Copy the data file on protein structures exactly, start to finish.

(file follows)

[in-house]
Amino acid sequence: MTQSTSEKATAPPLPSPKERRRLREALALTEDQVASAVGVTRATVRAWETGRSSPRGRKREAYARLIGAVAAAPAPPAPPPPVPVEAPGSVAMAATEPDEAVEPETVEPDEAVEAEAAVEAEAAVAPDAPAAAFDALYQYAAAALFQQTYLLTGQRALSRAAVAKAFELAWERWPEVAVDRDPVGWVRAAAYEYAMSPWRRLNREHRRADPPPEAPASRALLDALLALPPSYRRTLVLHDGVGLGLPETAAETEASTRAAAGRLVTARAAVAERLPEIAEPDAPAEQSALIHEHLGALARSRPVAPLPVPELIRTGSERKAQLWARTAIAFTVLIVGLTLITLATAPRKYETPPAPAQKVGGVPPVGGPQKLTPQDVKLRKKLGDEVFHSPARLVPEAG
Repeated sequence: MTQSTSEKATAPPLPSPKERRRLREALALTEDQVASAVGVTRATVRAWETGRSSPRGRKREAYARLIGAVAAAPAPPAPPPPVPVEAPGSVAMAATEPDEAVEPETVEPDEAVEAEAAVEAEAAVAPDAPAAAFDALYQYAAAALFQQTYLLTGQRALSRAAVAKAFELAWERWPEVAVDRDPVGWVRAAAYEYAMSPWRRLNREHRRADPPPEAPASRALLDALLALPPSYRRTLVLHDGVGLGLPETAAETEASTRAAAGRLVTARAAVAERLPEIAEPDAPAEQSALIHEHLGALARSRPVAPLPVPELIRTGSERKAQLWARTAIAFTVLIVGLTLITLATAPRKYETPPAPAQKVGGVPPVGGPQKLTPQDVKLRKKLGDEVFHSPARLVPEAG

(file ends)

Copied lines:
[in-house]
Amino acid sequence: MTQSTSEKATAPPLPSPKERRRLREALALTEDQVASAVGVTRATVRAWETGRSSPRGRKREAYARLIGAVAAAPAPPAPPPPVPVEAPGSVAMAATEPDEAVEPETVEPDEAVEAEAAVEAEAAVAPDAPAAAFDALYQYAAAALFQQTYLLTGQRALSRAAVAKAFELAWERWPEVAVDRDPVGWVRAAAYEYAMSPWRRLNREHRRADPPPEAPASRALLDALLALPPSYRRTLVLHDGVGLGLPETAAETEASTRAAAGRLVTARAAVAERLPEIAEPDAPAEQSALIHEHLGALARSRPVAPLPVPELIRTGSERKAQLWARTAIAFTVLIVGLTLITLATAPRKYETPPAPAQKVGGVPPVGGPQKLTPQDVKLRKKLGDEVFHSPARLVPEAG
Repeated sequence: MTQSTSEKATAPPLPSPKERRRLREALALTEDQVASAVGVTRATVRAWETGRSSPRGRKREAYARLIGAVAAAPAPPAPPPPVPVEAPGSVAMAATEPDEAVEPETVEPDEAVEAEAAVEAEAAVAPDAPAAAFDALYQYAAAALFQQTYLLTGQRALSRAAVAKAFELAWERWPEVAVDRDPVGWVRAAAYEYAMSPWRRLNREHRRADPPPEAPASRALLDALLALPPSYRRTLVLHDGVGLGLPETAAETEASTRAAAGRLVTARAAVAERLPEIAEPDAPAEQSALIHEHLGALARSRPVAPLPVPELIRTGSERKAQLWARTAIAFTVLIVGLTLITLATAPRKYETPPAPAQKVGGVPPVGGPQKLTPQDVKLRKKLGDEVFHSPARLVPEAG